I'm not sure I follow you on the question about DNS.
SamEdneyAuthor Commented:
Hi JimBB. Thanks for the info. I'll look up some details on the email software.

With regards to the DNS, I am unsure of what it does exactly. Actually... Hmmm. I am familiar with it does, but I dont know why it really benefits anyone.

The current set up is as follows:

Jupiter (RH 8)
Mars (Win 2k)
Mercury (Win XP)

They are all in a Windows domain called Space, controlled by Jupiter.

If I want to access any of the computers, I can simply browse in the Network neighbourhood for them, or use their IP address.

Now, this is a testbed network, and lets just imagine it there are 100PC's (I'd have to research some planet names!).

What does using a DNS server on Jupiter give me? I know what a DHCP server does, but I dont really need this. I like the idea of having fixed IP addresses.
SamEdneyAuthor Commented:
Sorry... Does Linux use FAT32 for its filesystem then?

I know it can read FAT disks, but I thought it had a clever file system of its own.

The reason for this is that I want to keep all the data on the disk, but serve it from the Linux box. Currently there is about 25 gb of databases (that I also have on CD etc) and mp3's that I dont have backed up (I know!!!!).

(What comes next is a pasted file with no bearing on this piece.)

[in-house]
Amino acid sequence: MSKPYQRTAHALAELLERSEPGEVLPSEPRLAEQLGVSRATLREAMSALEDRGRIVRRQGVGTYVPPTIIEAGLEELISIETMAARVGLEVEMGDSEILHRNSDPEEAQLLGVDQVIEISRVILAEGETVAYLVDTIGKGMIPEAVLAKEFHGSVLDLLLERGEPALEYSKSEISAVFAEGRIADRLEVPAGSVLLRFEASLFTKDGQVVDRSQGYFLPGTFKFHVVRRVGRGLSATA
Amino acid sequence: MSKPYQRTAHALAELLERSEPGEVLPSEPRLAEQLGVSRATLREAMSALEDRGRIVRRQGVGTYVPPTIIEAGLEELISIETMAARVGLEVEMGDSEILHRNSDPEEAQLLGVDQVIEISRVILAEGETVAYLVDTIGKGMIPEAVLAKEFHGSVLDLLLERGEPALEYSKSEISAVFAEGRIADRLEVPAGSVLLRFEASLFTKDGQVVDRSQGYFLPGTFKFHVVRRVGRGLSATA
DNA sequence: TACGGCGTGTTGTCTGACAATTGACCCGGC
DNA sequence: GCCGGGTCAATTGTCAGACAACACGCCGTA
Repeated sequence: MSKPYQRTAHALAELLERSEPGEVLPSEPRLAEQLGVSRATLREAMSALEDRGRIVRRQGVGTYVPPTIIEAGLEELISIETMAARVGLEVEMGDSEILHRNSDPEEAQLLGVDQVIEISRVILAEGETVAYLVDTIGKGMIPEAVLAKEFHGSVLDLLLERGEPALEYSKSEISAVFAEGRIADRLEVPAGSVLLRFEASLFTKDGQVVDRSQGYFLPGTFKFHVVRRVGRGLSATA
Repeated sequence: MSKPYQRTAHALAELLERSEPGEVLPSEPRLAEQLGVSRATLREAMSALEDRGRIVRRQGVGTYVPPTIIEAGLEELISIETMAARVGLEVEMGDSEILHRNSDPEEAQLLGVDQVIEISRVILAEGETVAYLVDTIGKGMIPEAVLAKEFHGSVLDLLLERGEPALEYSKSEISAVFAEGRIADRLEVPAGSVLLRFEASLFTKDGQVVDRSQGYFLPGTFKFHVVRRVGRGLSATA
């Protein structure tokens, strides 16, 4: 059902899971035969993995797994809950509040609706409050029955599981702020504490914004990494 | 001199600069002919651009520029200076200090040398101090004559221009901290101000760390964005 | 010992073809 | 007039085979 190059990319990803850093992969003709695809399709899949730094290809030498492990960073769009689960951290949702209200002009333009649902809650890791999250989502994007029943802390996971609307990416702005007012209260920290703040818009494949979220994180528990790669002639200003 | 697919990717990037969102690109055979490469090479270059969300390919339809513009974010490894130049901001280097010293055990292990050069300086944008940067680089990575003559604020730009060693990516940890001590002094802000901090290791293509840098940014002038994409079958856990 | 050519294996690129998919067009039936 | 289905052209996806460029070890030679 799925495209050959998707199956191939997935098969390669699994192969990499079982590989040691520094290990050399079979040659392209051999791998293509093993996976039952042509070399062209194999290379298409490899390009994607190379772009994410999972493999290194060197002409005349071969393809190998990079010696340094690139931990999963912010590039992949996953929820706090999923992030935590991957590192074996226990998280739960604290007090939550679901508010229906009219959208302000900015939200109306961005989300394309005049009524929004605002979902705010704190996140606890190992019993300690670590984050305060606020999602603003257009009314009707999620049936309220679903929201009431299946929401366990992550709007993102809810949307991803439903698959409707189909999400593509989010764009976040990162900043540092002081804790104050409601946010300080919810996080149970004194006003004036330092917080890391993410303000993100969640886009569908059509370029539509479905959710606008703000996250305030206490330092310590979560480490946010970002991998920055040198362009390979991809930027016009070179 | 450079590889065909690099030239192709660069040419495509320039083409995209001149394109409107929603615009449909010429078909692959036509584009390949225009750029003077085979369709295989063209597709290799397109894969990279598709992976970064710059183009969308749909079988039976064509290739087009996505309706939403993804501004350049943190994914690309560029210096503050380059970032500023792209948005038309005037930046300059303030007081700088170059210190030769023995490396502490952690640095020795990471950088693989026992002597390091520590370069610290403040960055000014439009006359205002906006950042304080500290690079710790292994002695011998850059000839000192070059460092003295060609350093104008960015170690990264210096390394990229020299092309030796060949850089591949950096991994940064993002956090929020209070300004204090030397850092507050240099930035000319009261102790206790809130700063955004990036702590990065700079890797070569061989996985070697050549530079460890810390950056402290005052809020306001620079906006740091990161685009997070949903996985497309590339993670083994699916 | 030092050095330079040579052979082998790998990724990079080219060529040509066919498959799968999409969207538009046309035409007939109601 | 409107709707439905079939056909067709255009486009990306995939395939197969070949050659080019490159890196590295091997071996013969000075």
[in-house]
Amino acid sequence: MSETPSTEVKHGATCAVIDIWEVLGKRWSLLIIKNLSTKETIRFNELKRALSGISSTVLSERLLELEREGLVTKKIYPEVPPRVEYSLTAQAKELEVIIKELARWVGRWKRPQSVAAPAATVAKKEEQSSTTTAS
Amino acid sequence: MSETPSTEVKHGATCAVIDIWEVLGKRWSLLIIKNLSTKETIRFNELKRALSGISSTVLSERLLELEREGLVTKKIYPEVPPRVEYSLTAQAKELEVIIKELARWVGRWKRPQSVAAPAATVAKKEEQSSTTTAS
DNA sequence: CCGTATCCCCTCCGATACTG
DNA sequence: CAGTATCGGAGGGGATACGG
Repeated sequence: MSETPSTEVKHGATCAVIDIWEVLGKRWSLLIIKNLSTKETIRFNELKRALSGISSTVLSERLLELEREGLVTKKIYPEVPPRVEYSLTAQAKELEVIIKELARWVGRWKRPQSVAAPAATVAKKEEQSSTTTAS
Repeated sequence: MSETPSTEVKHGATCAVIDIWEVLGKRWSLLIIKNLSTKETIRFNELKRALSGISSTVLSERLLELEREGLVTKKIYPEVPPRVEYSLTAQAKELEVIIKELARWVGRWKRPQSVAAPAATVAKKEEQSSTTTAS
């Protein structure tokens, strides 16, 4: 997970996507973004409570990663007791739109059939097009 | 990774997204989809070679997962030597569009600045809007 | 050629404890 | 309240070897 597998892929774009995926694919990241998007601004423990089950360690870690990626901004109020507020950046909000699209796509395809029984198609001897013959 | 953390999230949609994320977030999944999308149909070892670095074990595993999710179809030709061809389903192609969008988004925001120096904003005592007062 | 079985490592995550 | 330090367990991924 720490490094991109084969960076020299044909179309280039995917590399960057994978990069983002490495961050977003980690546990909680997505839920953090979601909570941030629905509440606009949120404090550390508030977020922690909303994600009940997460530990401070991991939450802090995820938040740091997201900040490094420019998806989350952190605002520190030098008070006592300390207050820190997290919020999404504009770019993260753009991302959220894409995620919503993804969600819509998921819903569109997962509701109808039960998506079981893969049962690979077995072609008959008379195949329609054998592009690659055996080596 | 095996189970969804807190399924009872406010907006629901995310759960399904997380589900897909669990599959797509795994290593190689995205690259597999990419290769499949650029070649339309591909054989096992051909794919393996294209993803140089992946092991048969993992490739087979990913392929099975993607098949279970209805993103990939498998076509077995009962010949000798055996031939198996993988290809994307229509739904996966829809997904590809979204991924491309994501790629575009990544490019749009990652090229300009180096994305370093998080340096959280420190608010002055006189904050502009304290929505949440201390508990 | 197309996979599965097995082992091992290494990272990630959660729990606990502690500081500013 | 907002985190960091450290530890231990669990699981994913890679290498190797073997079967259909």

Granular recovery for Microsoft Exchange

With Veeam Explorer for Microsoft Exchange you can choose the Exchange Servers and restore points you’re interested in, and Veeam Explorer will present the contents of those mailbox stores for browsing, searching and exporting.

A DNS server just translates a hostname (abc.xyz.com) to an IP address.

One reason for possibly wanting to run one on your network is to provide caching of name lookups that your systems are doing.  Rather than repeatedly querying your ISP's DNS servers, you'd run a cache on one of your boxes and your other machines would query it instead.  But it's not a big deal to not have one.

Linux can use one of several filesystems for its native storage, but the major ones are EXT3 and EXT2.  Run 'mount' to see which you are using for your filesystems.

Linux can read and write FAT(32|16) filesystems no problem.
SamEdneyAuthor Commented:
So what is the difference between using WINS and DNS on a local domain?

Is there any point having DNS?

Would it be so that from the outside world, using my dyndns.org account, I could access...


(where xxx is my registered domain)

...and then even further...?


SamEdneyAuthor Commented:
As no response for a while, and I have expanded on the original question - I had better dish out the points...

Thanks Jim.